While the Montagu-Chelmsford Report was being formulated, Indians received perhaps a more accurate barometer of Britain's intentions through other events: the swift enactment of the Rowlatt Acts in 1919 (to sustain martial law and restrict public activities), shock at Britain's ineffective response to a major influenza outbreak, and the Amritsar Massacre in the spring of 1919. Thus, when the act of 1919 was finally issued, harkening a "new era" in British-Indian relations, its constitutional advances were, from the Indian perspective, limited and cosmetic, and actually widened the fractures in Indian polity.
The act of 1919 did not make any substantive change in the legal relationship between the governments at Whitehall and Delhi, and only moderately reshaped the executive council of the central government in India, expanding it to include three Indian representatives. The most radical change introduced by Great Britain was the introduction of "dyarchy" into provincial administration in India. Under this plan, responsibility for some key areas devolved to the provincial level. Some domains were actually transferred to Indian ministers who were responsible to provincial legislatures through the electorate. Transferred areas included agriculture, public works, education, and local self-government. However, several key elements remained in British hands—irrigation, land revenues, military matters, currency, police, justice, and press controls. Although Indian franchise was expanded by almost 10 percent and the official majority ended in both the provincial and central legislatures, British officials could retain the power to "certify" legislation and retained a de facto veto over Indian legislation.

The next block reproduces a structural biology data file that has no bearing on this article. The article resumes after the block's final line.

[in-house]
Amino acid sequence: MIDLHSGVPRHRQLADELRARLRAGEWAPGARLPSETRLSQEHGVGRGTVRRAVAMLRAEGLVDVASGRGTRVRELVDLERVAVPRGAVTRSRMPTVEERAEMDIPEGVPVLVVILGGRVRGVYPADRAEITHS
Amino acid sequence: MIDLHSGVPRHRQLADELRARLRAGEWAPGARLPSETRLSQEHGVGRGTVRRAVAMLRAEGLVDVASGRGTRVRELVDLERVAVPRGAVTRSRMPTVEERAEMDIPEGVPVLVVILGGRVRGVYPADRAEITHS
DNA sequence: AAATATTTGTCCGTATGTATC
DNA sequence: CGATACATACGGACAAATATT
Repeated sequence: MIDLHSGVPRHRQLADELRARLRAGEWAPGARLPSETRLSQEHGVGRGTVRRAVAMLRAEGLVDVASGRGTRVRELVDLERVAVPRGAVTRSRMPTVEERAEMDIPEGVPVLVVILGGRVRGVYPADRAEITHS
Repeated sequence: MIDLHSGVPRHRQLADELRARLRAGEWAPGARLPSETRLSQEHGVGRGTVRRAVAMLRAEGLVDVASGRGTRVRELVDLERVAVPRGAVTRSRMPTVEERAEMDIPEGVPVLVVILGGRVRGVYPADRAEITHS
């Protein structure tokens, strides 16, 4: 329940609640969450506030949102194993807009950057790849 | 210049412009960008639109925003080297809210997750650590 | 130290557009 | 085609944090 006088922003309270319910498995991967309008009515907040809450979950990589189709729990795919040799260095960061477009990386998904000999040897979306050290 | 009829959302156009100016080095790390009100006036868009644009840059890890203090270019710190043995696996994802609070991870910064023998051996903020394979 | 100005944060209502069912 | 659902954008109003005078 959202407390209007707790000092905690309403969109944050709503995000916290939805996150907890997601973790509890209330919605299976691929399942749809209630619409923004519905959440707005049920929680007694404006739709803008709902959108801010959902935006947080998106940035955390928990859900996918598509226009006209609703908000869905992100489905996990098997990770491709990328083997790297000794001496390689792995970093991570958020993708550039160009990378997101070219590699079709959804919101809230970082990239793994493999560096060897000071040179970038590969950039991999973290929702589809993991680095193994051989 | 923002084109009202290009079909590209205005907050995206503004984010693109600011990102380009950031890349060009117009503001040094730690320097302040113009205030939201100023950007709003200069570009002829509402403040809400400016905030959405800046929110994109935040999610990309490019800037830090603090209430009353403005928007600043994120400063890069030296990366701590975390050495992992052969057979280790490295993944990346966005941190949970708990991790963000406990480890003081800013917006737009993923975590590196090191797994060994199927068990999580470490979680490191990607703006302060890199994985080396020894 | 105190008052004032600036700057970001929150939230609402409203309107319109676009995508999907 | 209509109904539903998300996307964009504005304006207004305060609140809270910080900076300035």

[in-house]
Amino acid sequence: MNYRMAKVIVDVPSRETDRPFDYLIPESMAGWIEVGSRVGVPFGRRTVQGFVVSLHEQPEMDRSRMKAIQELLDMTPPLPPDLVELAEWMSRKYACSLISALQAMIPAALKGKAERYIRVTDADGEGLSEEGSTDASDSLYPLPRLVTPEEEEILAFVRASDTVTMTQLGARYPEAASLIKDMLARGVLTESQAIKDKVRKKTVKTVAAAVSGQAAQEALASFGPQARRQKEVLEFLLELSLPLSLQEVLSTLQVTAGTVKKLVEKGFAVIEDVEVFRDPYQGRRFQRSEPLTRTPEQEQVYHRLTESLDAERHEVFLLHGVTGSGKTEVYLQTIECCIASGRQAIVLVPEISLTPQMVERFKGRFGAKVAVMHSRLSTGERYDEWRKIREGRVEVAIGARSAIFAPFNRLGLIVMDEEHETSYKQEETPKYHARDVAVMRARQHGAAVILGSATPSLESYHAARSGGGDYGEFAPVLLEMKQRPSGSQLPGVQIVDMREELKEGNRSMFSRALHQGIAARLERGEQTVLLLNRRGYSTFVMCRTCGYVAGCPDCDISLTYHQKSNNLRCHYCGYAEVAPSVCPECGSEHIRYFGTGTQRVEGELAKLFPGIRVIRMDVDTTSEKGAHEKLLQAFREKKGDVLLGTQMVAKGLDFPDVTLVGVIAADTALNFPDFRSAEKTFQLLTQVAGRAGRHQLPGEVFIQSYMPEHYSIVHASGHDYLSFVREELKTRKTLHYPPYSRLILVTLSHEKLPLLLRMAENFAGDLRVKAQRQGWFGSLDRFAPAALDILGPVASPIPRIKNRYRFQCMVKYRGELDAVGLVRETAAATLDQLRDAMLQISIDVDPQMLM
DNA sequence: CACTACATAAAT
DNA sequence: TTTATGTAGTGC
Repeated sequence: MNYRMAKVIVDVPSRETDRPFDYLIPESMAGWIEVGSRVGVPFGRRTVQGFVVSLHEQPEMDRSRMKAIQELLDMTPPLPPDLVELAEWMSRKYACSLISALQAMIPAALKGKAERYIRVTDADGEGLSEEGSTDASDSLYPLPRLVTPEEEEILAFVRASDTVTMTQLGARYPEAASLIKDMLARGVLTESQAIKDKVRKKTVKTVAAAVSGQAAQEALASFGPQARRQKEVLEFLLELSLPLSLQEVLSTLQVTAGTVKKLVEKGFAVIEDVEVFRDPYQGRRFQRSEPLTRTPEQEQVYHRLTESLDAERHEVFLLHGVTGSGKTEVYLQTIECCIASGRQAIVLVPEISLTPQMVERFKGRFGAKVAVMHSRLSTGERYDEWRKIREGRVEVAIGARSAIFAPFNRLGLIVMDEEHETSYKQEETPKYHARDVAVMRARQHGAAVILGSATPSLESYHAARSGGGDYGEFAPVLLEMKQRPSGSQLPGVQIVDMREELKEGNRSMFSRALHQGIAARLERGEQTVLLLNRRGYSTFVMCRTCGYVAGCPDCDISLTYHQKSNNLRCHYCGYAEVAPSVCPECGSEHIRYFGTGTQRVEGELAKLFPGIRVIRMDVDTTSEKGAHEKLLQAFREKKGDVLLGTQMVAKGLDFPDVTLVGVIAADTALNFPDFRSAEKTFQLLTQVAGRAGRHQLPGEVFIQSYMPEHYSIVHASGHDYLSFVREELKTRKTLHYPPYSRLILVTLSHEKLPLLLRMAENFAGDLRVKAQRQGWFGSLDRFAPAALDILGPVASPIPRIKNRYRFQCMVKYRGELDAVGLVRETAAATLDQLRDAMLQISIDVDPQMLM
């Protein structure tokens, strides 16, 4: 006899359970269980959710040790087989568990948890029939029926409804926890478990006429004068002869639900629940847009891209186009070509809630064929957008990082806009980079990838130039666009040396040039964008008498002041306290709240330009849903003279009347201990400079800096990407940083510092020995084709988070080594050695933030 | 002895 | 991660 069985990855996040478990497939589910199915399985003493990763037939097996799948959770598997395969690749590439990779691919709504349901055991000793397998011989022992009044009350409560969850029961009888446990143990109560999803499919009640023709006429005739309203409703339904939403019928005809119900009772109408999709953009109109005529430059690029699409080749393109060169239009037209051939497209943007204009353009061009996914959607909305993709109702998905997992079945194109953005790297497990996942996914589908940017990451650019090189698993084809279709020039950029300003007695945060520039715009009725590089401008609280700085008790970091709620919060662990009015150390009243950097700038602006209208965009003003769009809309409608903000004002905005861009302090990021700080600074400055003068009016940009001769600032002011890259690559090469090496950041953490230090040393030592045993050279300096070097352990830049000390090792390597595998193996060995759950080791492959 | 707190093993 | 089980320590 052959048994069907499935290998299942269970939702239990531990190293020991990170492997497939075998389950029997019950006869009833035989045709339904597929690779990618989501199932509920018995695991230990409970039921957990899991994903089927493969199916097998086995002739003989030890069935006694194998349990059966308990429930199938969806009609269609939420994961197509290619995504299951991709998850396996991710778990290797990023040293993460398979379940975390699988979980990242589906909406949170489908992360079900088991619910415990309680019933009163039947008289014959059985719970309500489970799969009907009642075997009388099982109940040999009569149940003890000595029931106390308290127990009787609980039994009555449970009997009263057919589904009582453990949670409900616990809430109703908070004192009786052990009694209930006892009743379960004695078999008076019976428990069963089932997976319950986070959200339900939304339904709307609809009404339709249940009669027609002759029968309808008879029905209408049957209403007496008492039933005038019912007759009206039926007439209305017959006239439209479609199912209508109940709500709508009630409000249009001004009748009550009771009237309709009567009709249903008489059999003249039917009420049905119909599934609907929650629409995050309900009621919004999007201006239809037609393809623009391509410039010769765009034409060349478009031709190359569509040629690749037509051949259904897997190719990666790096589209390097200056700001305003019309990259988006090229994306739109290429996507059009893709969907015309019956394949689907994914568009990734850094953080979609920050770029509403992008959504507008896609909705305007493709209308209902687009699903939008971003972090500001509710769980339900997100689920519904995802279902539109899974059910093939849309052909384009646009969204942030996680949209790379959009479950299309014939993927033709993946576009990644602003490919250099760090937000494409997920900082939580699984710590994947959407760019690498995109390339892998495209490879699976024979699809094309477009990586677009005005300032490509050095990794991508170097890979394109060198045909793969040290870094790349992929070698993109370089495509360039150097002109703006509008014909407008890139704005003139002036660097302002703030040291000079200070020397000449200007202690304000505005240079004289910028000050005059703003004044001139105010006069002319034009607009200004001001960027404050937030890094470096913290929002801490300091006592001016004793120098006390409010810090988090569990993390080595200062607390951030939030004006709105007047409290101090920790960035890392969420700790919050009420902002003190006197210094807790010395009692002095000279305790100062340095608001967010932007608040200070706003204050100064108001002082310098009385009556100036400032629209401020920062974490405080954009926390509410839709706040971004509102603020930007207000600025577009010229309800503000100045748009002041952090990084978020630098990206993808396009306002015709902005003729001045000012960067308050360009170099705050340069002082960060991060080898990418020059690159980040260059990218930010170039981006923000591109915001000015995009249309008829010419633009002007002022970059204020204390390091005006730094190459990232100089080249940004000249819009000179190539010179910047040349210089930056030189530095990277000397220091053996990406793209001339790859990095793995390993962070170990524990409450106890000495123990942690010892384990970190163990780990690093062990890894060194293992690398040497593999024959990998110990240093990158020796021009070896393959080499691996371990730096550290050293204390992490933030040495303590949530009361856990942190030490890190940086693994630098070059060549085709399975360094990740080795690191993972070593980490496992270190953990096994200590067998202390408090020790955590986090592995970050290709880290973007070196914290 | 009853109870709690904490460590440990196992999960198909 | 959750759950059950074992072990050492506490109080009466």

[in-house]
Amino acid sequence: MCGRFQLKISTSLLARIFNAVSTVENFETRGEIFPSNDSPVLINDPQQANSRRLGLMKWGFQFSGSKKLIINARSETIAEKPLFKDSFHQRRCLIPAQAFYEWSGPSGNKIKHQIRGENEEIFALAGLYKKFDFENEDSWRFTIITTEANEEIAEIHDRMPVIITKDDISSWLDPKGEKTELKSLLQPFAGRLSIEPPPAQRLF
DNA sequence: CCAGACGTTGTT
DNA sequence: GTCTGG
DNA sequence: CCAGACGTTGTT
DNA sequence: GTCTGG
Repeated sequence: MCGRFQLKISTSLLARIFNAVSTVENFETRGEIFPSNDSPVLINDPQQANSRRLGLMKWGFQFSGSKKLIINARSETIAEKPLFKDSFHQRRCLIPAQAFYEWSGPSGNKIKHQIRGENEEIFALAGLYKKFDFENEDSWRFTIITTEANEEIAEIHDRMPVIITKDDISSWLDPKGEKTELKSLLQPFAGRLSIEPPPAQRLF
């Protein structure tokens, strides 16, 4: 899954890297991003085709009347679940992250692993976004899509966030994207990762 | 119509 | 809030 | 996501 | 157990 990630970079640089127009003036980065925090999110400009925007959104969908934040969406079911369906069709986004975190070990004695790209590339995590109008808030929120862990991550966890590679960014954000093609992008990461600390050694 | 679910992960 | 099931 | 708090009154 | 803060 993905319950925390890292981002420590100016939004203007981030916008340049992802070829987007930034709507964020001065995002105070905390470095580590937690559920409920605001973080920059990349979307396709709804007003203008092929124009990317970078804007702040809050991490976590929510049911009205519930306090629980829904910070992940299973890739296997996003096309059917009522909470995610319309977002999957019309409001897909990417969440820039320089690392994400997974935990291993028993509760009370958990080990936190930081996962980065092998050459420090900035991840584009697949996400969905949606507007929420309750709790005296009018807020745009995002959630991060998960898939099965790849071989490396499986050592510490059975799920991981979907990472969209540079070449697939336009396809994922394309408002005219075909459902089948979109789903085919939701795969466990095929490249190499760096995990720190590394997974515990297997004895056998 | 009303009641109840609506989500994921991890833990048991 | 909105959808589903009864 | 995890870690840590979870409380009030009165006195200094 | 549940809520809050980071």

Indians, already anxious about the sincerity of British reforms in the act of 1919, were disheartened by the retention and expansion of the principle of separate electorates in the act. Not only were separate electorates set aside for Muslims, but other minorities received special consideration, and certain privileged groups had reserved seats in Indian government. The act of 1919 was set in motion against the backdrop of increasing Indian anxiety and disappointment at British behavior, and against the backdrop of Mahatma Gandhi's assumption of leadership in the Indian National Congress and the departure of Mohammad Ali Jinnah on a separate search for Muslim identity in India. Yet, in spite of its limitations, the act of 1919 did introduce direct elections based on a wider franchise than ever before. Additionally, it provided expanded opportunities for Indians in both administratively responsible positions and in the consultative process, however circumscribed. One further, albeit important change was built into the act of 1919. For the first time since its creation in 1858, the salaries of the secretary of state, his staff, and operational expenditures of the India Office were placed on the British estimates rather than funded through Indian revenues. This had a progressive effect of allowing the Treasury and Cabinet increased influence in India Office affairs until its end in 1947.
Arnold P. Kaminsky